2) Barring that, READ REVIEWS online about landlords and rental companies.  My sister once called me up because her friend's daughter was moving to my area for grad school and trying to rent an apartment before arriving.  She had gone through the WORST rental company in that town and was looking at apartments in frat row of a college town known for beer bashes that turn into 3 day riots.  To me, this was NOT a place for a grad student serious about studying.   I went to the agency to look at a few of the apartments on her behalf.  1 stank of urine.  1 just stank.  All had mold.  And the agency had draconian policies about renewing leases by January for the following August.  Nevermind the pages long list of complaints with the Better Business Bureau and various other agencies and the easily located (thanks interwebs!) mass of lawsuits from former tenants.  NO NO NO.  I drove around and found apartments advertised only by yard signs in the better areas (not perfect..see "grad student' and add "budget").  I called one number and it turned out to be a professor retired from the department she would be attending.  This is a good link as noted in #1.  I viewed the apartments.  And screened the landlord a bit.  He was a decent human and we knew people in common (again, see #1).  I sent photos, maps and reviews and she rented one of those. It seemed to work out well.   Had she had the time to read the online reviews she would have known the rental company was a loser, and she didn't at that time have the gumption to call up the department secretary and ask about professors who have rentals (many aging professors having rentals...word).  Being 1500 miles away put her at a huge disadvantage.  Her mother, my sister and I were perhaps a wee bit pushy and controlling but it was for her own good.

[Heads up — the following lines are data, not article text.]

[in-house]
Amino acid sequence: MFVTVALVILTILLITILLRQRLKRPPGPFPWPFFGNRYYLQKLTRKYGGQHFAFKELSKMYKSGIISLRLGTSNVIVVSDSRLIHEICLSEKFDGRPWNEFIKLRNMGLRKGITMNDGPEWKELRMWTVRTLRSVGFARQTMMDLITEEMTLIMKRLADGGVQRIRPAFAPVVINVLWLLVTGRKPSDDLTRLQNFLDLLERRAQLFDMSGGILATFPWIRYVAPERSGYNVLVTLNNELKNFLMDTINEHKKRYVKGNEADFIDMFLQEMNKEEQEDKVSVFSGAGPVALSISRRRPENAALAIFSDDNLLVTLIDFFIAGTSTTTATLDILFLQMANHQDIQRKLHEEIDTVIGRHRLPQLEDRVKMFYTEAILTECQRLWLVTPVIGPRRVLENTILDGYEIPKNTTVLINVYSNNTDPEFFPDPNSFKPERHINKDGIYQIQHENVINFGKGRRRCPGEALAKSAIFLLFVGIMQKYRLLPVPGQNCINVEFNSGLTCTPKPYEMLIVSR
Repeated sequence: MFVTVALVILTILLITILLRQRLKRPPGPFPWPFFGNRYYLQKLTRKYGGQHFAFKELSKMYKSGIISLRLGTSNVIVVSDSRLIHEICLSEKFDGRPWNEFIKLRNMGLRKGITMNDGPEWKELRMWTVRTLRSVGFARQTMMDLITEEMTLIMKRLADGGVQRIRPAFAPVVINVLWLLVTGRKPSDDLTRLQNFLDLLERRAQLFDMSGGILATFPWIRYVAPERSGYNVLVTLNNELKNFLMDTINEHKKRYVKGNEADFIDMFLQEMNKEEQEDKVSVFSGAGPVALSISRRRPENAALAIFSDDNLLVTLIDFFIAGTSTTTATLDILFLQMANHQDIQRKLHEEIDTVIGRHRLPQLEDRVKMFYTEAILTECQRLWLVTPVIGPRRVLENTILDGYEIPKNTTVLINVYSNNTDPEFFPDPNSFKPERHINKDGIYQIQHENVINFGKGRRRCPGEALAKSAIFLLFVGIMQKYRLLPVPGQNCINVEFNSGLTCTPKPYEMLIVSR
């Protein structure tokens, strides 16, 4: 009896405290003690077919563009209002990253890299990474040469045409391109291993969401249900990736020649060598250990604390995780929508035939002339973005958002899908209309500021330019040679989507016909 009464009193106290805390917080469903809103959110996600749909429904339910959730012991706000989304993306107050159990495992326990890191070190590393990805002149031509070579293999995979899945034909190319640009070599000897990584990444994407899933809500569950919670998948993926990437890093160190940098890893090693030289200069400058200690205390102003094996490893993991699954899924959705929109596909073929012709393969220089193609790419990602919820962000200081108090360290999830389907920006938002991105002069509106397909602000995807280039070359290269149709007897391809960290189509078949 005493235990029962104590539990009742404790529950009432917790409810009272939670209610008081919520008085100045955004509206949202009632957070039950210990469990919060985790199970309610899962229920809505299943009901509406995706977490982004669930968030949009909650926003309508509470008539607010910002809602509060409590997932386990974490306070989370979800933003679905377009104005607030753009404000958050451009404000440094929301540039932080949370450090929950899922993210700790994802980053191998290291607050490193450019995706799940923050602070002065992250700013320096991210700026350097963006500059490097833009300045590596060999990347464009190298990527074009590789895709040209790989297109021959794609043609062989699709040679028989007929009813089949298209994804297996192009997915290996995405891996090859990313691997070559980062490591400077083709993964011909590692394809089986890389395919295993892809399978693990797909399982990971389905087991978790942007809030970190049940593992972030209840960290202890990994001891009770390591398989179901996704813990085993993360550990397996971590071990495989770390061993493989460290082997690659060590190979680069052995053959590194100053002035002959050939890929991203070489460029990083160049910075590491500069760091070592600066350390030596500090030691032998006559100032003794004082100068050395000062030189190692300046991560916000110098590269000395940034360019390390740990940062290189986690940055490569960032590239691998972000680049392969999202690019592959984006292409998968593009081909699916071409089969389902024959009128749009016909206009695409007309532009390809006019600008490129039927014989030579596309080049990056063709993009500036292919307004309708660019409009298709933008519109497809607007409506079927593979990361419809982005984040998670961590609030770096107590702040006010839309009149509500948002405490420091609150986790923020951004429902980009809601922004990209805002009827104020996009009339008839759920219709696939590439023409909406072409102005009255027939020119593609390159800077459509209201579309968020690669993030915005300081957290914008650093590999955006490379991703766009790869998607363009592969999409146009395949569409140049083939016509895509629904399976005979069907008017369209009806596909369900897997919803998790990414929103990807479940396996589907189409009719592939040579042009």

3) Read the lease.  All of it.  Ask questions.  Ask a lawyer or a friend with more rental experience if you don't understand something.    This seems obvious to me but I hear that not everyone reads leases.  There are terms that can really get you into trouble.  Late fees, eviction fees, excessive notice for moving out, requirements to renew, etc etc etc.  If you want to change something, both you AND the landlord/management company need to sign and date right next to the change to avoid either of you saying "I didn't know."